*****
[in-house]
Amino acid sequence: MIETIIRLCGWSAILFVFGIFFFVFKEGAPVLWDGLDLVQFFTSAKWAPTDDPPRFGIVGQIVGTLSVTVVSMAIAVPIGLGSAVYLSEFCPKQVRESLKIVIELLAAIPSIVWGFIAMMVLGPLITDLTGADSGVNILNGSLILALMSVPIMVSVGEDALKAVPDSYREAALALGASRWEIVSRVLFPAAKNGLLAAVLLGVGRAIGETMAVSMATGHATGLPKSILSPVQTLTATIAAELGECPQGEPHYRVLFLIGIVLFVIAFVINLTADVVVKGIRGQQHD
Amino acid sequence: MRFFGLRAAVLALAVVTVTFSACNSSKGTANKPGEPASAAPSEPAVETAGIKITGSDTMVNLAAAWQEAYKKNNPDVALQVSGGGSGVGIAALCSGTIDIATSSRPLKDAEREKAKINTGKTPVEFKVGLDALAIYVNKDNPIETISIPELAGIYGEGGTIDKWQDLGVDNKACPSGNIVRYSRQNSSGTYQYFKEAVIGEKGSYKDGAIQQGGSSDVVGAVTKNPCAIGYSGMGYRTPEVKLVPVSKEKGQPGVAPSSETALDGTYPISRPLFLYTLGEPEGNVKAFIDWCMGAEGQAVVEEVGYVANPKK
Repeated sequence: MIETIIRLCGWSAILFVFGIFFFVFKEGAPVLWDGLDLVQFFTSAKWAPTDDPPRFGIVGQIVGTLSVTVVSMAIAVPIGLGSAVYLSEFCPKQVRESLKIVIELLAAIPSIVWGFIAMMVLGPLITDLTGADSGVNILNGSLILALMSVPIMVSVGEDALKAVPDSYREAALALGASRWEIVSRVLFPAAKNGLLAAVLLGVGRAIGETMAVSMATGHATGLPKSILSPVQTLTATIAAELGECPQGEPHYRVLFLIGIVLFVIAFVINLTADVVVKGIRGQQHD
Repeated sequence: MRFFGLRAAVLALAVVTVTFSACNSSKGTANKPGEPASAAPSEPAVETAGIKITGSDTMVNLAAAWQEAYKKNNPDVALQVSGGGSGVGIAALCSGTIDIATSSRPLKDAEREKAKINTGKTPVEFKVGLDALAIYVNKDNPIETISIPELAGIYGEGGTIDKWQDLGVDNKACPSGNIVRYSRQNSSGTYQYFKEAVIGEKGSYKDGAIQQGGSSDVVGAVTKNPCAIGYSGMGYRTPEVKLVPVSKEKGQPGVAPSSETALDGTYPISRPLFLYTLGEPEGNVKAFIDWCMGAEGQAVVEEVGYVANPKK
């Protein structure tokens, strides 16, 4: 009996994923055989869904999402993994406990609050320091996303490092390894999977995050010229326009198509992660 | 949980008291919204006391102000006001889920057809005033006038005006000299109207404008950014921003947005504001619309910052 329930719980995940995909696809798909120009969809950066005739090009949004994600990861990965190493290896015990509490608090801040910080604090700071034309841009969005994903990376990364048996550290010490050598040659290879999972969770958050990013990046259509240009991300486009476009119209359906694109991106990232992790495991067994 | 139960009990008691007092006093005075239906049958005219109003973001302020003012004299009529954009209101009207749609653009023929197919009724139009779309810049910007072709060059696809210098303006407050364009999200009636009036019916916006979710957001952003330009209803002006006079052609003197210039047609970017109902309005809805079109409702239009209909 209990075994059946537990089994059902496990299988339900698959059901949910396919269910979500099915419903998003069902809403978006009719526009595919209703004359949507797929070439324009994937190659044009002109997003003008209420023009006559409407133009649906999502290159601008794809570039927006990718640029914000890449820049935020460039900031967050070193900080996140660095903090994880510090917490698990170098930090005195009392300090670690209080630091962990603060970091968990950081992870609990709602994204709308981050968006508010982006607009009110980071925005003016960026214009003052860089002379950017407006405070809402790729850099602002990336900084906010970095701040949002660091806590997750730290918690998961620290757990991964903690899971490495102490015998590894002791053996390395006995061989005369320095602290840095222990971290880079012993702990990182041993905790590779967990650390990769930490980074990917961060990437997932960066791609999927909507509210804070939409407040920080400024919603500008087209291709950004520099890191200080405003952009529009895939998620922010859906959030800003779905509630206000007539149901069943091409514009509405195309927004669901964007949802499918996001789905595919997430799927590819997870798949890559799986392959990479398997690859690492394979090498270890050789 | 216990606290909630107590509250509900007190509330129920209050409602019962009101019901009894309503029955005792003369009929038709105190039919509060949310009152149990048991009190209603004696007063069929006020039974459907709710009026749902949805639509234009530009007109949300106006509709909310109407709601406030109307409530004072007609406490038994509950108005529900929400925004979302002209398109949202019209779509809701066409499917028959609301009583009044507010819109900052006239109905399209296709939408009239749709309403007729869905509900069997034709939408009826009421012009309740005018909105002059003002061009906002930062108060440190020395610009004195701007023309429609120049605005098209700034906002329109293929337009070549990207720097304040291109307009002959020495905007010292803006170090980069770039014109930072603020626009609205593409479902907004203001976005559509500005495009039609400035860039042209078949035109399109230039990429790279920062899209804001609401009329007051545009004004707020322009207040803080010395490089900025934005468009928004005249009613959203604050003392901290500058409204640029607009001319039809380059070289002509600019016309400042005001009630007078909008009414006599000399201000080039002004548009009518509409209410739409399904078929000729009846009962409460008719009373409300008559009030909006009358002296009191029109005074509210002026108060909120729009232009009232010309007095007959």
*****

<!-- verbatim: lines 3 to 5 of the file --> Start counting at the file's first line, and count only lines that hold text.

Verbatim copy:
Amino acid sequence: MRFFGLRAAVLALAVVTVTFSACNSSKGTANKPGEPASAAPSEPAVETAGIKITGSDTMVNLAAAWQEAYKKNNPDVALQVSGGGSGVGIAALCSGTIDIATSSRPLKDAEREKAKINTGKTPVEFKVGLDALAIYVNKDNPIETISIPELAGIYGEGGTIDKWQDLGVDNKACPSGNIVRYSRQNSSGTYQYFKEAVIGEKGSYKDGAIQQGGSSDVVGAVTKNPCAIGYSGMGYRTPEVKLVPVSKEKGQPGVAPSSETALDGTYPISRPLFLYTLGEPEGNVKAFIDWCMGAEGQAVVEEVGYVANPKK
Repeated sequence: MIETIIRLCGWSAILFVFGIFFFVFKEGAPVLWDGLDLVQFFTSAKWAPTDDPPRFGIVGQIVGTLSVTVVSMAIAVPIGLGSAVYLSEFCPKQVRESLKIVIELLAAIPSIVWGFIAMMVLGPLITDLTGADSGVNILNGSLILALMSVPIMVSVGEDALKAVPDSYREAALALGASRWEIVSRVLFPAAKNGLLAAVLLGVGRAIGETMAVSMATGHATGLPKSILSPVQTLTATIAAELGECPQGEPHYRVLFLIGIVLFVIAFVINLTADVVVKGIRGQQHD
Repeated sequence: MRFFGLRAAVLALAVVTVTFSACNSSKGTANKPGEPASAAPSEPAVETAGIKITGSDTMVNLAAAWQEAYKKNNPDVALQVSGGGSGVGIAALCSGTIDIATSSRPLKDAEREKAKINTGKTPVEFKVGLDALAIYVNKDNPIETISIPELAGIYGEGGTIDKWQDLGVDNKACPSGNIVRYSRQNSSGTYQYFKEAVIGEKGSYKDGAIQQGGSSDVVGAVTKNPCAIGYSGMGYRTPEVKLVPVSKEKGQPGVAPSSETALDGTYPISRPLFLYTLGEPEGNVKAFIDWCMGAEGQAVVEEVGYVANPKK